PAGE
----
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Direct Sales Prohibition Order Issued Against Tri Nova Developments Print E-mail
{February 6, 2006} VICTORIA – The Business Practices and Consumer Protection Authority (the Authority) issued a Direct Sales Prohibition Order on December 9, 2005 against Lloyd Schell Jr. and Tri Nova Developments, ordering the company to stop entering into or facilitating direct sales in British Columbia for five years. Also included in the order were David Schell, Okanagan Miracle Systems Inc., Micro Innovations Ltd., Metro Agencies Inc. and LCS Holdings. The action was taken in response to violations of the Business Practices and Consumer Protection Act. The company had 30 days to request a reconsideration of this decision and has not sent a request or other information to the BPCPA.
An investigation by the Authority found that several sections of the legislation were violated and revealed that the company:
  • used misleading tactics by phoning consumers to tell them that they had “won” a free gift in order to gain access to consumers’ homes to sell vacuum cleaners;
  • used undue pressure on vulnerable seniors to make sales and to get consumers to enter contracts;
  • charged grossly exaggerated prices for the vacuums it sold;
  • failed to include information on the direct sales contracts as required under the Business Practices and Consumer Protection Act and regulations;
  • made it difficult for consumers to invoke their 10 day right to cancel by not answering or returning calls;
  • took trade-in vacuum cleaners but never remitted monies to consumers as promised for those re-sold;
  • provided refunds to consumers only after intervention by investigators for the Authority (and formerly, the Ministry of Public Safety and Solicitor General); and,
  • did not provide refunds within the prescribed time limit (15 days).
Direct sales contracts are contracts that are entered into in person at a place other than the supplier’s permanent place of business, such as contracts entered into in consumers’ homes. Consumer rights with respect to direct sales contracts under the Business Practices and Consumer Protection Act and the Consumer Contract Regulations includes the following:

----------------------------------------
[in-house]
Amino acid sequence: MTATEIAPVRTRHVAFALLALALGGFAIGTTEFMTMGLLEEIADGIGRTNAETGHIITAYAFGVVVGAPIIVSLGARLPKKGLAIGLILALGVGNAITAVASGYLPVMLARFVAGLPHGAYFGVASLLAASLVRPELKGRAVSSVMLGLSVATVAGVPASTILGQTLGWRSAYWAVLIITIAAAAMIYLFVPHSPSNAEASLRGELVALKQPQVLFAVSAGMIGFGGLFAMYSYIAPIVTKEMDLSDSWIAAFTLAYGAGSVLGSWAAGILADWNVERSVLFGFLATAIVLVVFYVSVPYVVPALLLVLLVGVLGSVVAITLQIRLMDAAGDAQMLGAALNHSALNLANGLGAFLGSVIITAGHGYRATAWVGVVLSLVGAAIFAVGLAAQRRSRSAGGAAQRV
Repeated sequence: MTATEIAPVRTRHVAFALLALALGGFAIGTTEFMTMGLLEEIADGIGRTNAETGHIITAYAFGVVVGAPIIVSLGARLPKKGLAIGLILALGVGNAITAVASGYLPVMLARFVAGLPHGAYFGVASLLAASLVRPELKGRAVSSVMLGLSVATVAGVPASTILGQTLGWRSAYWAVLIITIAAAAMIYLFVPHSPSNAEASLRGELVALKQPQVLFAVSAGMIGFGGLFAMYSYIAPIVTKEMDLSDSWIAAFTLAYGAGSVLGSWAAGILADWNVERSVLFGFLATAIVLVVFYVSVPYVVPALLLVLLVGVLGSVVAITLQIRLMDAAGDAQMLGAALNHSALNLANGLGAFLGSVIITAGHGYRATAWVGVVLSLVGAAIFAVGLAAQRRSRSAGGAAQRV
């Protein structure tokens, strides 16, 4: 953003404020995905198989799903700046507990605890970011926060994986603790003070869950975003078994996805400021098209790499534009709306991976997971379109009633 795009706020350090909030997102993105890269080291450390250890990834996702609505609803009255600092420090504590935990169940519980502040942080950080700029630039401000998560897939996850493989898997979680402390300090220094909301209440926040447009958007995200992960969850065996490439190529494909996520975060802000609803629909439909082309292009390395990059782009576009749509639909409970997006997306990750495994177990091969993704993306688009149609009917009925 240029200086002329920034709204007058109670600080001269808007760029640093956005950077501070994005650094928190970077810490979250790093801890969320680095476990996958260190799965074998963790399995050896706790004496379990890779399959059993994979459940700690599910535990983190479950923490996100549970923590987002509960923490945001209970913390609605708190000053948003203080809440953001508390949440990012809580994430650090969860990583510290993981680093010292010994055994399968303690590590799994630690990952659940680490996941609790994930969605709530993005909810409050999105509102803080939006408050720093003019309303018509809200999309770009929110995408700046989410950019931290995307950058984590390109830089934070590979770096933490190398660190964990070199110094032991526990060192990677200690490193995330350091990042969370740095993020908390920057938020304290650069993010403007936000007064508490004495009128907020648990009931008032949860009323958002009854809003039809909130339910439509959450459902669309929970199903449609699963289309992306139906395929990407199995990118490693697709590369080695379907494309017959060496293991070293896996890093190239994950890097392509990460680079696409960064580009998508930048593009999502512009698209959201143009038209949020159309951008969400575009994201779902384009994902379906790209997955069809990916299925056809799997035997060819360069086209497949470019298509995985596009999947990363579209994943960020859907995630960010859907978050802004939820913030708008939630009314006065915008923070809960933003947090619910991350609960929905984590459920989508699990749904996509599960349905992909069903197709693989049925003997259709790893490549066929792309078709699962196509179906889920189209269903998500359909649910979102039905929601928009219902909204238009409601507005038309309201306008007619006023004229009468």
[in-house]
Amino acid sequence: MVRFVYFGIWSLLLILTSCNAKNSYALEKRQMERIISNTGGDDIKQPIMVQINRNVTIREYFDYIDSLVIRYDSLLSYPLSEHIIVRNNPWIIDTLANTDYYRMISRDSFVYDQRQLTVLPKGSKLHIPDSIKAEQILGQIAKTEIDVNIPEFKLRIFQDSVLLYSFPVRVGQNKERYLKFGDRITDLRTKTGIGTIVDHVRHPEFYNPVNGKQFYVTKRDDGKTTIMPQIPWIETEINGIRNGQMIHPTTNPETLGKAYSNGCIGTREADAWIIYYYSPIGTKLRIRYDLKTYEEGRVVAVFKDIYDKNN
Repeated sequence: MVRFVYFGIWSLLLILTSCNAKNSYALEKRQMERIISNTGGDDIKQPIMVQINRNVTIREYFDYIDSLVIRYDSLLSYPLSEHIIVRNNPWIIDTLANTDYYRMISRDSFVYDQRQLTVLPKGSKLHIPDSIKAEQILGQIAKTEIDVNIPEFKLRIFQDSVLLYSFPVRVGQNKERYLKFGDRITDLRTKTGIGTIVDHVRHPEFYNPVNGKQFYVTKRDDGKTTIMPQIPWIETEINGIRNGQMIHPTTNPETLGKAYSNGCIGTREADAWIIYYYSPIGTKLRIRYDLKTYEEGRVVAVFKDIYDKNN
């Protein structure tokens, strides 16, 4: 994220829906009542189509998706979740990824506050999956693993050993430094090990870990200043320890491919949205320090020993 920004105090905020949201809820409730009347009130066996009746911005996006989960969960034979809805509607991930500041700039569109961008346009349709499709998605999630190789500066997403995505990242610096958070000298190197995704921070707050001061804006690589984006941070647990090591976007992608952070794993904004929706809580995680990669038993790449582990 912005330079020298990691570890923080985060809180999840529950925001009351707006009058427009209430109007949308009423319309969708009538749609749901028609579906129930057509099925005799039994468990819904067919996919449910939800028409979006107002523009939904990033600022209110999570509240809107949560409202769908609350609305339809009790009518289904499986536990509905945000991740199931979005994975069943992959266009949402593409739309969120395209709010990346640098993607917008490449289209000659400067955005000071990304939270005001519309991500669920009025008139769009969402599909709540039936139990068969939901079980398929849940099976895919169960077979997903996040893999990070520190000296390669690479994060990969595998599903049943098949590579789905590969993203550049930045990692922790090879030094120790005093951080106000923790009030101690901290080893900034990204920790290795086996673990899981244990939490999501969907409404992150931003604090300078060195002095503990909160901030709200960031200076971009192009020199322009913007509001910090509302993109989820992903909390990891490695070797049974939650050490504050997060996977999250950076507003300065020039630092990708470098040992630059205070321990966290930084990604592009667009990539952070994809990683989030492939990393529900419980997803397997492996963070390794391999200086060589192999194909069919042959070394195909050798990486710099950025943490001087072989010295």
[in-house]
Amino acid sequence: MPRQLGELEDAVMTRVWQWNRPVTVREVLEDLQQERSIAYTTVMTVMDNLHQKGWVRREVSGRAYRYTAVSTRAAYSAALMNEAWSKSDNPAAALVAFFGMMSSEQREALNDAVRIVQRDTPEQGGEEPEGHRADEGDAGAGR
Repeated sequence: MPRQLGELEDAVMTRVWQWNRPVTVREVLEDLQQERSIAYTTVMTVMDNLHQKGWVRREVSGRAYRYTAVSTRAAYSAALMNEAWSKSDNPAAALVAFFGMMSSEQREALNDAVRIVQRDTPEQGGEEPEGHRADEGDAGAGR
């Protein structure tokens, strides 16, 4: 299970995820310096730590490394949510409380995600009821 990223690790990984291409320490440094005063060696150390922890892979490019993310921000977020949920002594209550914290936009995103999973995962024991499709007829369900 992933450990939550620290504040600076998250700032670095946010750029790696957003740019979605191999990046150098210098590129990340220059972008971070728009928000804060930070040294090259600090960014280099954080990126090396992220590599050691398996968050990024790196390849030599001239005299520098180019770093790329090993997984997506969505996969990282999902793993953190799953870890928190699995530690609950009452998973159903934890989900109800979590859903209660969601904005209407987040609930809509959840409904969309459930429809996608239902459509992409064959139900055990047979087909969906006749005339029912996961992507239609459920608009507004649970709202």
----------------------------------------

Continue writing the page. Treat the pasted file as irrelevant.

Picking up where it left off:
• right to cancel a contract within 10 days for any reason;
  • right to cancel the contract if the contract does not contain the information required under the legislation;
  • right to a refund from the supplier within 15 days if the contract is cancelled;
  • right to a copy of the contract at the time of signing or the contract is not binding; and,
  • no requirement to provide a down payment greater than $100 or 10% (whichever is less) of the total price.
The Business Practices and Consumer Protection Act prohibits deceptive and unconscionable acts and practices. Deceptive acts include a representation by a supplier that deceives or misleads a consumer, including a representation that the purpose or intent of a solicitation is for a purpose or intent that differs from the fact.

Unconscionable acts or practices may include whether the supplier subjected the consumer to undue pressure, took advantage of the consumer’s inability or incapacity to reasonably protect his or her own interest for reasons such as age or infirmity, the total price grossly exceeded the total price at which similar goods were readily obtainable by similar consumers, there was no reasonable probability of full payment by the consumer; or the terms or conditions were so harsh or adverse to the consumer as to be inequitable.

For more information on this or any other direct sales issue, visit the Business Practices and Consumer Protection Authority website at www.bpcpa.ca or contact the Authority at its BC toll free number 1 888 777-4393.